A Secret Convention near Loudoun Hill and Eaglesham in 1683
Gathering good intelligence about the Society people was quite a challenge for the authorities between 1682 and 1683. The convention at Myres demonstrates that.
According to Lord Fountainhall:
‘And on the 26 of Februar[y], the Privy Counsell met … about a field conventicle lately held at Drumclog, near Loudon hill.’ (Lauder, Historical Notices, I, 425.)
The conventicle, or field preaching, recorded, was in fact the United Societies’ seventh convention which was held at Myres in Eaglesham parish on 14 February, 1683. Myres lies to the north of Loudoun Hill.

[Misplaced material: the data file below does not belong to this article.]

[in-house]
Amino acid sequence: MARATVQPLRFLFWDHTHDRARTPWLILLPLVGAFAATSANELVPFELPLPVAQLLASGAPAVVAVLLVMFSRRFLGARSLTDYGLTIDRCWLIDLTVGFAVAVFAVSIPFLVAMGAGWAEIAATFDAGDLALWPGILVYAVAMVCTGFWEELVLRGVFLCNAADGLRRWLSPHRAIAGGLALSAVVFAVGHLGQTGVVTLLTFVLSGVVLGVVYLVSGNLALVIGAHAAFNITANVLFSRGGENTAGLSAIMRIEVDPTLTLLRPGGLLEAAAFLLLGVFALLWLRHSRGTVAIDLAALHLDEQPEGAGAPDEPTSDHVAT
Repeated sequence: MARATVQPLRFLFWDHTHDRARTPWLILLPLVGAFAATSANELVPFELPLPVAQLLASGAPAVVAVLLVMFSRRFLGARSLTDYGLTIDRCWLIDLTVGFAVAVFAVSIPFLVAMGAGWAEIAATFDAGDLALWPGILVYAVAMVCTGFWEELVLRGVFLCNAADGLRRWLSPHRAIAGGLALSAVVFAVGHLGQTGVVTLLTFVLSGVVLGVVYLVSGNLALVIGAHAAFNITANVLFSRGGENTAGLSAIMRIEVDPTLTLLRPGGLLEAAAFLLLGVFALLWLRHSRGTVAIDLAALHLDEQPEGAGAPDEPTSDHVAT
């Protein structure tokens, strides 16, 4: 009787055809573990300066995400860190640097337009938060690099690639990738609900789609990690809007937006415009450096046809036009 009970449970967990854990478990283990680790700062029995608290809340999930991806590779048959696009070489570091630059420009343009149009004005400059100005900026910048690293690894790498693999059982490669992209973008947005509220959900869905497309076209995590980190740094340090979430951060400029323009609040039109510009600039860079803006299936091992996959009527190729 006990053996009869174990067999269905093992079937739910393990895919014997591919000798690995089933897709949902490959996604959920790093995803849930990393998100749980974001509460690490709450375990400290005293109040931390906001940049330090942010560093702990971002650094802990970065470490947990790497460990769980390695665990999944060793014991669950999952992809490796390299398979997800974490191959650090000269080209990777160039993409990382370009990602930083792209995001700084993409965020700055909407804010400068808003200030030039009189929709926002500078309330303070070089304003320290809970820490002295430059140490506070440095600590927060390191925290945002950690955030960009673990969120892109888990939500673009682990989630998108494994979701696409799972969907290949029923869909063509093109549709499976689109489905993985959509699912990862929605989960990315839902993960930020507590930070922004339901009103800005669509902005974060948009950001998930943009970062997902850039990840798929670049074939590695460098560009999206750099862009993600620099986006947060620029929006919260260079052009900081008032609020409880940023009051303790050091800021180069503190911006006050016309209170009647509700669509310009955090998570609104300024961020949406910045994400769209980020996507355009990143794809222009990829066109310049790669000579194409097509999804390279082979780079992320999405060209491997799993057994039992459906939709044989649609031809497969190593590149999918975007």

The authorities misunderstood what the form of the meeting was and had no idea about what was discussed at it. At the seventh convention, the Societies’ discussed joining the Rye House Plots, an insurrectionary plot in both Scotland and England which later developed a plan to assassinate Charles II and James, duke of York, with blunderbusses. (Shields, FCD, 49-64; Jardine, ‘United Societies’, I, 93-103.)
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